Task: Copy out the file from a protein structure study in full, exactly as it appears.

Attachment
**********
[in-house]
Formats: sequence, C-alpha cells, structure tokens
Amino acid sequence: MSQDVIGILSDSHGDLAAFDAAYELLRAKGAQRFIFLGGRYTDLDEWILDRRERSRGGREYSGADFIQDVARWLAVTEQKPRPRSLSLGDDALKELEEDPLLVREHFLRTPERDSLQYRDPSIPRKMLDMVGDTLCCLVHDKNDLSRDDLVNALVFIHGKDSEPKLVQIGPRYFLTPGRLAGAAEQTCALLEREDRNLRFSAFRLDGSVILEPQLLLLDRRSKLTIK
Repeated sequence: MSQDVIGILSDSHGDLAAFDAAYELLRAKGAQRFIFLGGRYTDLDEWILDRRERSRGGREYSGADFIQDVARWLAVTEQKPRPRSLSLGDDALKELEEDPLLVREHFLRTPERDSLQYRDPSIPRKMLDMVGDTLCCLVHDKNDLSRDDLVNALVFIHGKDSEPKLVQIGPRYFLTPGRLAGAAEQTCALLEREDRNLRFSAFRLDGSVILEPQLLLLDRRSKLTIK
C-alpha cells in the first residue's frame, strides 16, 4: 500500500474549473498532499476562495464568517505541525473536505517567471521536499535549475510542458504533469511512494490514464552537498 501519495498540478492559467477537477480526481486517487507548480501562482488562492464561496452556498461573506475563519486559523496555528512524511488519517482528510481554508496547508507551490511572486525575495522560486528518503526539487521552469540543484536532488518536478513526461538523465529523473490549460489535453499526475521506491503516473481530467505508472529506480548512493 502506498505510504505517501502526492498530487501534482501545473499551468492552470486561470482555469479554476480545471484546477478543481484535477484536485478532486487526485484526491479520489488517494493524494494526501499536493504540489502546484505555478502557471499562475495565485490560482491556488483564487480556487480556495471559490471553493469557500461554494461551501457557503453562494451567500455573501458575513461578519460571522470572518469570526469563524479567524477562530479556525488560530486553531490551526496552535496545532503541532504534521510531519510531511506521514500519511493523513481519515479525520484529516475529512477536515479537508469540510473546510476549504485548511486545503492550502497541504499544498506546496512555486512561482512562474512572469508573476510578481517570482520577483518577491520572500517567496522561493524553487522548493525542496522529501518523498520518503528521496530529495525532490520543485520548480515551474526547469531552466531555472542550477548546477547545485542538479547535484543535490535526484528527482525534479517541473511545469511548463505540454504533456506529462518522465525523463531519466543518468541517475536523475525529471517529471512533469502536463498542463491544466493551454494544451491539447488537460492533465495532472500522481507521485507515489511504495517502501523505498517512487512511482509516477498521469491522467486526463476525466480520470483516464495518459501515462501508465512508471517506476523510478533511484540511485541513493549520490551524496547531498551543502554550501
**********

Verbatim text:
[in-house]
Formats: sequence, C-alpha cells, structure tokens
Amino acid sequence: MSQDVIGILSDSHGDLAAFDAAYELLRAKGAQRFIFLGGRYTDLDEWILDRRERSRGGREYSGADFIQDVARWLAVTEQKPRPRSLSLGDDALKELEEDPLLVREHFLRTPERDSLQYRDPSIPRKMLDMVGDTLCCLVHDKNDLSRDDLVNALVFIHGKDSEPKLVQIGPRYFLTPGRLAGAAEQTCALLEREDRNLRFSAFRLDGSVILEPQLLLLDRRSKLTIK
Repeated sequence: MSQDVIGILSDSHGDLAAFDAAYELLRAKGAQRFIFLGGRYTDLDEWILDRRERSRGGREYSGADFIQDVARWLAVTEQKPRPRSLSLGDDALKELEEDPLLVREHFLRTPERDSLQYRDPSIPRKMLDMVGDTLCCLVHDKNDLSRDDLVNALVFIHGKDSEPKLVQIGPRYFLTPGRLAGAAEQTCALLEREDRNLRFSAFRLDGSVILEPQLLLLDRRSKLTIK
C-alpha cells in the first residue's frame, strides 16, 4: 500500500474549473498532499476562495464568517505541525473536505517567471521536499535549475510542458504533469511512494490514464552537498 501519495498540478492559467477537477480526481486517487507548480501562482488562492464561496452556498461573506475563519486559523496555528512524511488519517482528510481554508496547508507551490511572486525575495522560486528518503526539487521552469540543484536532488518536478513526461538523465529523473490549460489535453499526475521506491503516473481530467505508472529506480548512493 502506498505510504505517501502526492498530487501534482501545473499551468492552470486561470482555469479554476480545471484546477478543481484535477484536485478532486487526485484526491479520489488517494493524494494526501499536493504540489502546484505555478502557471499562475495565485490560482491556488483564487480556487480556495471559490471553493469557500461554494461551501457557503453562494451567500455573501458575513461578519460571522470572518469570526469563524479567524477562530479556525488560530486553531490551526496552535496545532503541532504534521510531519510531511506521514500519511493523513481519515479525520484529516475529512477536515479537508469540510473546510476549504485548511486545503492550502497541504499544498506546496512555486512561482512562474512572469508573476510578481517570482520577483518577491520572500517567496522561493524553487522548493525542496522529501518523498520518503528521496530529495525532490520543485520548480515551474526547469531552466531555472542550477548546477547545485542538479547535484543535490535526484528527482525534479517541473511545469511548463505540454504533456506529462518522465525523463531519466543518468541517475536523475525529471517529471512533469502536463498542463491544466493551454494544451491539447488537460492533465495532472500522481507521485507515489511504495517502501523505498517512487512511482509516477498521469491522467486526463476525466480520470483516464495518459501515462501508465512508471517506476523510478533511484540511485541513493549520490551524496547531498551543502554550501